mead cohen berger shevtsova garfinkle michta grygiel blankenhorn
Water Wars
Another Kick to Malthus

We may soon be looking to our oceans for our freshwater—or more accurately, we’ll be looking underneath our oceans. A new study, the first to comprehensively survey the world’s known reserves of undersea freshwater, estimates that there are roughly 120,000 cubic miles—more than 100 times the amount of freshwater we’ve drilled from the ground since 1900—of fresh and nearly-fresh water trapped underneath seabeds. The upshot: we could be seeing more offshore drilling for water as well as oil in the future. ScienceDaily reports:

The water, which could perhaps be used to eke out supplies to the world’s burgeoning coastal cities, has been located off Australia, China, North America and South Africa. […]

These reserves were formed over the past hundreds of thousands of years when on average the sea level was much lower than it is today, and when the coastline was further out, [lead author Dr Vincent Post] explains…”So when it rained, the water would infiltrate into the ground and fill up the water table in areas that are nowadays under the sea.

Some of these reserves will be fresh enough that they won’t need to go through the energy-intensive desalinization process, while some of them will be only slightly brackish, and will be easier and, importantly, cheaper to desalinate. In fact, this kind of offshore drilling for water is already happening; NPR notes that there are already operations in places like Cape May, NJ to drill for and eventually desalinate low-salinity water.

Water scarcity has been a favorite topic for the Chicken Littles of the world. Just 18 years ago the vice president of the World Bank was ominously warning that “the wars of the next century will be fought over water.” It’s easy to drum up fears of “water wars” some undetermined time in the future, but studies like this one, and discoveries of new water sources like this one in Kenya, or this one under the Sahara, suggest that these fears that have gripped Malthusians—and that Malthusians have in turn used to push through otherwise unworkable policy recommendations—are a lot less serious.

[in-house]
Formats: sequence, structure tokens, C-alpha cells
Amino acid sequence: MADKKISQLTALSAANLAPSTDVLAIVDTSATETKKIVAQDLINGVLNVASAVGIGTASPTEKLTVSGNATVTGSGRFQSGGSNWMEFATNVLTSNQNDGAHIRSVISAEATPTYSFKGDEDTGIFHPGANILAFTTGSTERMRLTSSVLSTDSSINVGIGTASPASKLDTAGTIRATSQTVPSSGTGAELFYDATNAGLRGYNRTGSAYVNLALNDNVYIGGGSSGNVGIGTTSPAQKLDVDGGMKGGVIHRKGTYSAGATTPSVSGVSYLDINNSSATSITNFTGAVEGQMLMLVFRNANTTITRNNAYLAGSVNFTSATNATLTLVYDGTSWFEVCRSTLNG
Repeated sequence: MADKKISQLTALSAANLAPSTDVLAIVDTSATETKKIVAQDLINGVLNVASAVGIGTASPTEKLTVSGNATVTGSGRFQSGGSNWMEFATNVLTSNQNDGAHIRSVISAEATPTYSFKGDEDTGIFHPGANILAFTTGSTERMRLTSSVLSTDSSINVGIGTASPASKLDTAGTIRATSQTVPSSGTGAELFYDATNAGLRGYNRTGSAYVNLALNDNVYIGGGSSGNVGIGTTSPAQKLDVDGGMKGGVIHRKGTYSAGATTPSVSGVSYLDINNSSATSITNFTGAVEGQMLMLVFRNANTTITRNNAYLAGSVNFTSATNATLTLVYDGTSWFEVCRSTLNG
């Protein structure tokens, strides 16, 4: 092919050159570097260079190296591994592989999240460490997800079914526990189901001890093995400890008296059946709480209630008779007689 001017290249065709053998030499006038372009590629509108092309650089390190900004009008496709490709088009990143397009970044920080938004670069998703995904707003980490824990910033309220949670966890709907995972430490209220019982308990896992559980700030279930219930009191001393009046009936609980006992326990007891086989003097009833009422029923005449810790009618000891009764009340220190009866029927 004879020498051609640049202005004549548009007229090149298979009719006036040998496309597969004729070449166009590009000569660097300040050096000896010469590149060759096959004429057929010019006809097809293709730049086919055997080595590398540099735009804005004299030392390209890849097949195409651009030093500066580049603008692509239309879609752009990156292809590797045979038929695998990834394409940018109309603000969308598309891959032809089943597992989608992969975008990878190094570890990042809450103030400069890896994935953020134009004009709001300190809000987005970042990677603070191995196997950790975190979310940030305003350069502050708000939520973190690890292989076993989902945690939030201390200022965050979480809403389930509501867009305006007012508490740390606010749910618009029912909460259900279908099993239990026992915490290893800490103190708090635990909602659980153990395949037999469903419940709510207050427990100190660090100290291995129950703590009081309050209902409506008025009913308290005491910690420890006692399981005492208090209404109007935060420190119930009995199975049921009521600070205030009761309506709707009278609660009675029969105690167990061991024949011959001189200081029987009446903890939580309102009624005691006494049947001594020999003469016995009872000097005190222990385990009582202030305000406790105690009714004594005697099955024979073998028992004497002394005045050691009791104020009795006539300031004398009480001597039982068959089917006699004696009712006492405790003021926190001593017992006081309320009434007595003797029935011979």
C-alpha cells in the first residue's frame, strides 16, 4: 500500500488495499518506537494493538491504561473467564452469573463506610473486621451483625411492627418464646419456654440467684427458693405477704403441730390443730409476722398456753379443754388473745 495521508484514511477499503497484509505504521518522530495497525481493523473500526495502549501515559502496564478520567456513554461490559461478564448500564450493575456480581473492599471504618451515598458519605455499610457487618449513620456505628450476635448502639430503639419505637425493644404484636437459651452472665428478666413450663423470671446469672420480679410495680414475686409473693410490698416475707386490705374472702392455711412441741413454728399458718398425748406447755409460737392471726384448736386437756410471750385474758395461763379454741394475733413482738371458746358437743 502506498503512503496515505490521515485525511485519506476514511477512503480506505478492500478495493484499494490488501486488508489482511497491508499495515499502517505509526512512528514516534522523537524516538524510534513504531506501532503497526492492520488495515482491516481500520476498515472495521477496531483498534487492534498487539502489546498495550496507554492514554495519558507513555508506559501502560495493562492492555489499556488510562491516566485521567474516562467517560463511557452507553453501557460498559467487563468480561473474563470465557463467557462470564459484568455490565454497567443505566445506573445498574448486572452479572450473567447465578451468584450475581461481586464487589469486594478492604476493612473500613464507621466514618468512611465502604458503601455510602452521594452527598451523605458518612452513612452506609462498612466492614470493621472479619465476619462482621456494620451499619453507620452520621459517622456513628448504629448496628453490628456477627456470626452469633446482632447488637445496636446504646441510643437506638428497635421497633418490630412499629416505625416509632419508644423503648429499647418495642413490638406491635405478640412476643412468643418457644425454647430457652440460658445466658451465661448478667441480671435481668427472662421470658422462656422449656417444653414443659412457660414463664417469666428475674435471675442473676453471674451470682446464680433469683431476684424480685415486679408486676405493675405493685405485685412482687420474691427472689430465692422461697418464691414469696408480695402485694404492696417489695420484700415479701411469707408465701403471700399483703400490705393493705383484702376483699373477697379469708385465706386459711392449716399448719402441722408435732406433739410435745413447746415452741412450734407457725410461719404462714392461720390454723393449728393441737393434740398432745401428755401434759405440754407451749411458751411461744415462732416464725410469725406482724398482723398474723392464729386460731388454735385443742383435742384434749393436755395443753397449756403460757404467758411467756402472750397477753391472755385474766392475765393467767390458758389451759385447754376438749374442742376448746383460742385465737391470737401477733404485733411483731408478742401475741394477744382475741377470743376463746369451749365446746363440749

Features Icon
show comments
  • GodisanAmerican

    The scope for breeding is infinite and water is finite right..oh! wait! comets have water! we could trap the comets, bring them near earth and let them fall on in a city on nice summer day. All with private need for government.

    OK. Right wingers believe GOD (read: Jesus or The Market) is going to take care of us. No need to worry. Drive gas guzzlers, breed like rabbits, eat like pigs, live in mac-mansions commuting 100 miles to your job. OK. Great enjoy.

    Evolution ‘just a theory’ (Biologist in conspiracy), Climate change (climatologists in conspiracy), Economics (those liberal econ-profs), Math (totally insane “Non-Euclidean” geometry)…

    But you wingnuts take such delight in finding any flaw in any policy that tries to address issues that might impact our future.

    Conservatives, as it happens over and over again, will be prove to be wrong about the climate change. Then it might be too late. If we do make change such as reducing the gasoline use, the impact can be at worst zero and at best it could improve the air, reduce our dependence on oil, etc..
    No, the dittoheads, instead of suggesting new ideas, they rather snicker like idiots and make fun of others.
    No wonder, 95% of the scientists are liberal. Can you imagine trying explain relativity these idiots?

    • RonRonDoRon

      Anyone who thinks Walter Russell Mead is a “conservative wingnut” is seriously deluded.

      • GodisanAmerican

        I agree and didn’t mean to imply Mead ,
        AI, and The American Conservative are few of the sane ones. My point was made to general echo chambers of Faux News, NRO! and like

        • Fred

          Is that you bpuharic, you adorable little nincompoop troll?

  • free_agent

    I remember a discussion over “wars over water” a decade or two ago, and there was a quote from an Israeli of some importance (I don’t remember who), to the point that if Jordan might consider going to war with Israel over water, the solution would be for Israel to just *buy* Jordan a desalinzation plan. The punch line that made it clear was, “Do you know how much wars *cost*?”

  • higgins1990

    “Fountains of the deep” as noted in Genesis 7.

  • richard40

    One thing I wonder. There is a lot of unused fresh water in Canada that just flowsw to Hudsons bay. Why not dam some of the rivers feeding into it, and build a water pipeline, to ship it to watrer hungry states like TX and AZ. Of course I would not expect CA to give it to us for free, but why not have a yearly fee from water hungry cites in the SE, to pipe them fresh water.